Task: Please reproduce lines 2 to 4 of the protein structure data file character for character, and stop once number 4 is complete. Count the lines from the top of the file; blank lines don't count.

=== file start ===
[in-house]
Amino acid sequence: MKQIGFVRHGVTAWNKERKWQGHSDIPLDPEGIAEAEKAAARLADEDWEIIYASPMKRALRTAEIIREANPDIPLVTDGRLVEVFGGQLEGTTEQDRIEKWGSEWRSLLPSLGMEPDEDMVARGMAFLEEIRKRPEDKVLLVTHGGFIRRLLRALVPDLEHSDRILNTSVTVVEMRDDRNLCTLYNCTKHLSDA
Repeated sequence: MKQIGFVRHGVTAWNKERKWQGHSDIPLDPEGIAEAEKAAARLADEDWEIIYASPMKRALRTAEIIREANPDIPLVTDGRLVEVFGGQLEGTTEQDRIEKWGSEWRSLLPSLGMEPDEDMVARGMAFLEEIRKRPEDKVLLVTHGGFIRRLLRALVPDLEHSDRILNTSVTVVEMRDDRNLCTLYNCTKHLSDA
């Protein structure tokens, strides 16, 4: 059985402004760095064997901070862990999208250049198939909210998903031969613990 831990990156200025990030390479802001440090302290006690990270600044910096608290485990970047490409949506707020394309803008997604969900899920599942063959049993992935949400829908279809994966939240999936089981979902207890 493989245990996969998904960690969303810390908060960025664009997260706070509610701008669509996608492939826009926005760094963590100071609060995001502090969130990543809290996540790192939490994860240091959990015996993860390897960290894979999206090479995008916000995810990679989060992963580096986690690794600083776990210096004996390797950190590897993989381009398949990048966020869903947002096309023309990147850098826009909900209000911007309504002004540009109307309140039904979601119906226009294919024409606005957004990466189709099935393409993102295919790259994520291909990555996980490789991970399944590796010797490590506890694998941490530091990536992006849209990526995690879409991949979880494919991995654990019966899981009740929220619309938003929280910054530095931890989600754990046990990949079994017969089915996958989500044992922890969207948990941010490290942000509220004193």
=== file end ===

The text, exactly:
Amino acid sequence: MKQIGFVRHGVTAWNKERKWQGHSDIPLDPEGIAEAEKAAARLADEDWEIIYASPMKRALRTAEIIREANPDIPLVTDGRLVEVFGGQLEGTTEQDRIEKWGSEWRSLLPSLGMEPDEDMVARGMAFLEEIRKRPEDKVLLVTHGGFIRRLLRALVPDLEHSDRILNTSVTVVEMRDDRNLCTLYNCTKHLSDA
Repeated sequence: MKQIGFVRHGVTAWNKERKWQGHSDIPLDPEGIAEAEKAAARLADEDWEIIYASPMKRALRTAEIIREANPDIPLVTDGRLVEVFGGQLEGTTEQDRIEKWGSEWRSLLPSLGMEPDEDMVARGMAFLEEIRKRPEDKVLLVTHGGFIRRLLRALVPDLEHSDRILNTSVTVVEMRDDRNLCTLYNCTKHLSDA
């Protein structure tokens, strides 16, 4: 059985402004760095064997901070862990999208250049198939909210998903031969613990 831990990156200025990030390479802001440090302290006690990270600044910096608290485990970047490409949506707020394309803008997604969900899920599942063959049993992935949400829908279809994966939240999936089981979902207890 493989245990996969998904960690969303810390908060960025664009997260706070509610701008669509996608492939826009926005760094963590100071609060995001502090969130990543809290996540790192939490994860240091959990015996993860390897960290894979999206090479995008916000995810990679989060992963580096986690690794600083776990210096004996390797950190590897993989381009398949990048966020869903947002096309023309990147850098826009909900209000911007309504002004540009109307309140039904979601119906226009294919024409606005957004990466189709099935393409993102295919790259994520291909990555996980490789991970399944590796010797490590506890694998941490530091990536992006849209990526995690879409991949979880494919991995654990019966899981009740929220619309938003929280910054530095931890989600754990046990990949079994017969089915996958989500044992922890969207948990941010490290942000509220004193």